For the first five months of the fiscal year, collections are still up 6.2%, or $741.7 million, over the same period last year.
Kemp announced Thursday that he was suspending collections of the state sales tax on motor fuel for another month, this time through Jan. 10. After that, he said, the 29.1 cents-a-gallon tax will return for Georgia drivers.
The taxes the state collects help it educate 2 million children, provide health care to more than 2 million Georgians, manage and improve parks, investigate crimes and incarcerate criminals, and regulate insurance firms, utilities and dozens of professions. The state issues driver’s licenses and helps pay for nursing home care for the elderly.
The state is a major provider of treatment for mental health and drug addiction. Besides paying salaries, it helps make sure that hundreds of thousands of former teachers, university staffers and state employees receive pensions and health care.
After all the bills were paid and agencies returned leftover funds, the state’s surplus for fiscal 2022, which ended June 30, was about $6.6 billion, The Atlanta Journal-Constitution reported in September. Kemp wants lawmakers to refund about $2 billion of that to taxpayers. More than $1 billion will go to backfill transportation funding lost since lawmakers voted to suspend the gas tax.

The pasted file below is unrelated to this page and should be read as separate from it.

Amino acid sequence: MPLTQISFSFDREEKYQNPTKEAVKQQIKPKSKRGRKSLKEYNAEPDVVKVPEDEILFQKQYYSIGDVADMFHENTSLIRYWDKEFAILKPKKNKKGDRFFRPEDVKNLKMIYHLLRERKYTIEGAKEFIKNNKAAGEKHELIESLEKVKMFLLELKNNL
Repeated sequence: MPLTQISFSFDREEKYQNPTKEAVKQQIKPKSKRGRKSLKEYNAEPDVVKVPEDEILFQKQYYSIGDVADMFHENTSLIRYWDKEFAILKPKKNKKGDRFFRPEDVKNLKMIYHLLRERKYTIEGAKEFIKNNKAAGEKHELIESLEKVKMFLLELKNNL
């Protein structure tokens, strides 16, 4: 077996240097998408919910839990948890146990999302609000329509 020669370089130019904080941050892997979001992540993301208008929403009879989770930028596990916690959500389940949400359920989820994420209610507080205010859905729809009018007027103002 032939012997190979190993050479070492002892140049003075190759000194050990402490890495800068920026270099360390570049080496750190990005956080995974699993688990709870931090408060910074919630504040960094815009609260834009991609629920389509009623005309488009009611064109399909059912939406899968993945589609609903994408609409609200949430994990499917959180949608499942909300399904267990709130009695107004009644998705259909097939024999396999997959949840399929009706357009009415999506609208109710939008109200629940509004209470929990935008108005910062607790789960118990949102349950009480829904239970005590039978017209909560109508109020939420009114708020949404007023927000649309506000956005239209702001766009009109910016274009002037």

State income tax collections have been on the rise since shortly after the beginning of the COVID-19 pandemic, when Congress first passed massive federal aid spending. Inflation has helped boost sales tax collections, with goods costing more and the taxes on them rising, and wages have also increased as unemployment hit record lows and businesses scrambled to fill job openings.
November tax collections
The state of Georgia’s tax collections for November, compared with November 2021:
- Individual income taxes: up 4.6%
- Gross sales taxes: up 11.5%
- Motor fuels taxes: down 99.4%*
- Hotel/motel fees: up 7%
Source: Georgia Department of Revenue
* Gov. Brian Kemp has suspended gas tax collections